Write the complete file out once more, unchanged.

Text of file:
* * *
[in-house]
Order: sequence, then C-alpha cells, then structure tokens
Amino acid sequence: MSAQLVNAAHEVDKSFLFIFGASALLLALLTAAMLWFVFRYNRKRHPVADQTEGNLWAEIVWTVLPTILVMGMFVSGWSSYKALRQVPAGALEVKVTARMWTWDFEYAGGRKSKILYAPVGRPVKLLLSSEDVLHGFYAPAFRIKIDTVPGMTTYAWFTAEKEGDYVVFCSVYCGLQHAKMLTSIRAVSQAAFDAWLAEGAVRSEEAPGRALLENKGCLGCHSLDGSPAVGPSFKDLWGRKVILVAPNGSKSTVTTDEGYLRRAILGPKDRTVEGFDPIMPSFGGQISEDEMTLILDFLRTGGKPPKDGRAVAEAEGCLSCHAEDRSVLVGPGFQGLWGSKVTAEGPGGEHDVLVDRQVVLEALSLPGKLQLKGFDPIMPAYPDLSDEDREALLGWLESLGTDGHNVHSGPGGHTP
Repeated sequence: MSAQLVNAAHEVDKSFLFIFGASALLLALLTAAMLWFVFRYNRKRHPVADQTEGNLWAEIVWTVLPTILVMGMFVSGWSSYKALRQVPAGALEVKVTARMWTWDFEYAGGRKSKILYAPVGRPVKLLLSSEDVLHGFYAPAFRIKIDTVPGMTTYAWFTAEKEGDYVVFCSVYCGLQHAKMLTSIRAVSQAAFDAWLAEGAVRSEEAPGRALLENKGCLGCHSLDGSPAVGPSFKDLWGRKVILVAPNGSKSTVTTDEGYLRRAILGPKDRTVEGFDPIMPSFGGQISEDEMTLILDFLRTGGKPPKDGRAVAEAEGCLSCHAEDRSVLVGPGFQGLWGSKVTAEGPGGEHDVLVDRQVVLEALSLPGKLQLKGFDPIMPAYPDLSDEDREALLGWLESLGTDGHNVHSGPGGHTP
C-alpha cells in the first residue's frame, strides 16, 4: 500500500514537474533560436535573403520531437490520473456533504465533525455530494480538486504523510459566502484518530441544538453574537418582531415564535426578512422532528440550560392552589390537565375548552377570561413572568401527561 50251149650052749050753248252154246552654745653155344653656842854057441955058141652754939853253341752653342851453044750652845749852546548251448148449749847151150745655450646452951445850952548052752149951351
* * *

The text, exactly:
[in-house]
Order: sequence, then C-alpha cells, then structure tokens
Amino acid sequence: MSAQLVNAAHEVDKSFLFIFGASALLLALLTAAMLWFVFRYNRKRHPVADQTEGNLWAEIVWTVLPTILVMGMFVSGWSSYKALRQVPAGALEVKVTARMWTWDFEYAGGRKSKILYAPVGRPVKLLLSSEDVLHGFYAPAFRIKIDTVPGMTTYAWFTAEKEGDYVVFCSVYCGLQHAKMLTSIRAVSQAAFDAWLAEGAVRSEEAPGRALLENKGCLGCHSLDGSPAVGPSFKDLWGRKVILVAPNGSKSTVTTDEGYLRRAILGPKDRTVEGFDPIMPSFGGQISEDEMTLILDFLRTGGKPPKDGRAVAEAEGCLSCHAEDRSVLVGPGFQGLWGSKVTAEGPGGEHDVLVDRQVVLEALSLPGKLQLKGFDPIMPAYPDLSDEDREALLGWLESLGTDGHNVHSGPGGHTP
Repeated sequence: MSAQLVNAAHEVDKSFLFIFGASALLLALLTAAMLWFVFRYNRKRHPVADQTEGNLWAEIVWTVLPTILVMGMFVSGWSSYKALRQVPAGALEVKVTARMWTWDFEYAGGRKSKILYAPVGRPVKLLLSSEDVLHGFYAPAFRIKIDTVPGMTTYAWFTAEKEGDYVVFCSVYCGLQHAKMLTSIRAVSQAAFDAWLAEGAVRSEEAPGRALLENKGCLGCHSLDGSPAVGPSFKDLWGRKVILVAPNGSKSTVTTDEGYLRRAILGPKDRTVEGFDPIMPSFGGQISEDEMTLILDFLRTGGKPPKDGRAVAEAEGCLSCHAEDRSVLVGPGFQGLWGSKVTAEGPGGEHDVLVDRQVVLEALSLPGKLQLKGFDPIMPAYPDLSDEDREALLGWLESLGTDGHNVHSGPGGHTP
C-alpha cells in the first residue's frame, strides 16, 4: 500500500514537474533560436535573403520531437490520473456533504465533525455530494480538486504523510459566502484518530441544538453574537418582531415564535426578512422532528440550560392552589390537565375548552377570561413572568401527561 50251149650052749050753248252154246552654745653155344653656842854057441955058141652754939853253341752653342851453044750652845749852546548251448148449749847151150745655450646452951445850952548052752149951351